Can I however ask you or your opinion and advice please, as you seem to know your stuff, and when it comes to linux I am still very much a noob.

I decided to keep small, 150GB partition on primary SSD for Windows for Uni ( I want to eventually move to using windows in a VM inside a linux distro, but I am not going to do so with unstable OS), use remaining space on this 500GP SSD for another distro - ubuntu for now.
On the second SSD that i have, also 500GB, I want to install opensuse and make it workable - get used it it, get benefits of brtfs file system, and make this distro usable for my final project this year - for this I need installed and working nvidia drivers, as I will need to utilize cuda cores for my machine learning project.

I know I am asking for a lot, but I would be grateful for any pointers, if detailed response is not practical. On a side note, when I installed ubuntu first, I always had a choice on boot to get into either windows or ubuntu, but since i changed ubuntu for opensuse, I had to use boot settings in bios every time i wanted to access linux, as windows loader didn’t recognize it at all.

Many thanks and thank you for your time

forgot to add the spec as requested: https://ibb.co/d24JMfL and it is a laptop.

Hi Greg, sure you can ask, but a moderator may ask you start a new thread.

So some things that I can tell you right now. If you want an easy way to get Cuda+OpenSUSE working properly, you should do the following:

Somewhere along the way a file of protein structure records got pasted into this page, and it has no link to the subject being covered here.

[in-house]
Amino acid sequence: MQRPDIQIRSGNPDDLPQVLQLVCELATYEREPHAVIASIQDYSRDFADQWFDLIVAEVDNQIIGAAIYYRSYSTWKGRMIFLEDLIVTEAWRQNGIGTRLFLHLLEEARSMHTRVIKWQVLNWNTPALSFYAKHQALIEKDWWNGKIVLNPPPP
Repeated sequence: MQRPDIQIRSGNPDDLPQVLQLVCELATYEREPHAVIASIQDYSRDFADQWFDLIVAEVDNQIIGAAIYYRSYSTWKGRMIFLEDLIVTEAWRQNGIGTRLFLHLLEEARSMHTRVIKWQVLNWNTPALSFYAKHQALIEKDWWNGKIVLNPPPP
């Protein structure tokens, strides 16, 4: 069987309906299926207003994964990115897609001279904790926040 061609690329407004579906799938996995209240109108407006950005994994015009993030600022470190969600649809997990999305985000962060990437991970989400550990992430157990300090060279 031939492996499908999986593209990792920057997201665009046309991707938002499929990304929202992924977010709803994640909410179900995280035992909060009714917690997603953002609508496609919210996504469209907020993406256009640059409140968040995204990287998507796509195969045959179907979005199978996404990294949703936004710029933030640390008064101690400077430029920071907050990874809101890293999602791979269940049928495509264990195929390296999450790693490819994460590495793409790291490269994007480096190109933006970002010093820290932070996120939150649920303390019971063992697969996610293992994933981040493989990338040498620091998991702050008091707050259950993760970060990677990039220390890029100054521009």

1. Check if your Windows 10 is EFI or MBR boot.
  2. Download the ISO for OpenSUSE then install it in your flash drive using UNetbootin (https://unetbootin.github.io/).
  3. Load your drive with proper mode (if your W10 is EFI, make sure UNetbootin is set for UEFI only, otherwise MBR/compatible)
  4. Install your OpenSUSE.
  5. Make sure your GPU can handle OpenSUSE’s repository Nvidia driver package G05 and install OpenSUSE LEAP 15.2 and follow the instructions that I wrote in (https://forums.opensuse.org/showthread.php/537906-Cuda-Nvidia-bumblebee-codecs-quot-safe-quot-way?p=2957575#post2957575).

Just be sure to switch all of the LEAP 15.1s into LEAP 15.2 and skip the “bumblebee” steps from 11. and upwards.

When Nvidia driver is installed with CUDA, it should have installed G04 Nvidia drivers, you should re-install the Nvidia drivers by invoking forced installation of G05 packages.

  1. Be aware, right now, on LEAP 15.2 and Tumbleweed Nvidia package has been a bit finnicky and may not work after any update.

Okay, I cannot confirm but you may be able to/may need to install bumblebee and/or suse-prime. I have no experience in suse-prime yet.

Its EFI and I have initially installed opensuse the way you advised.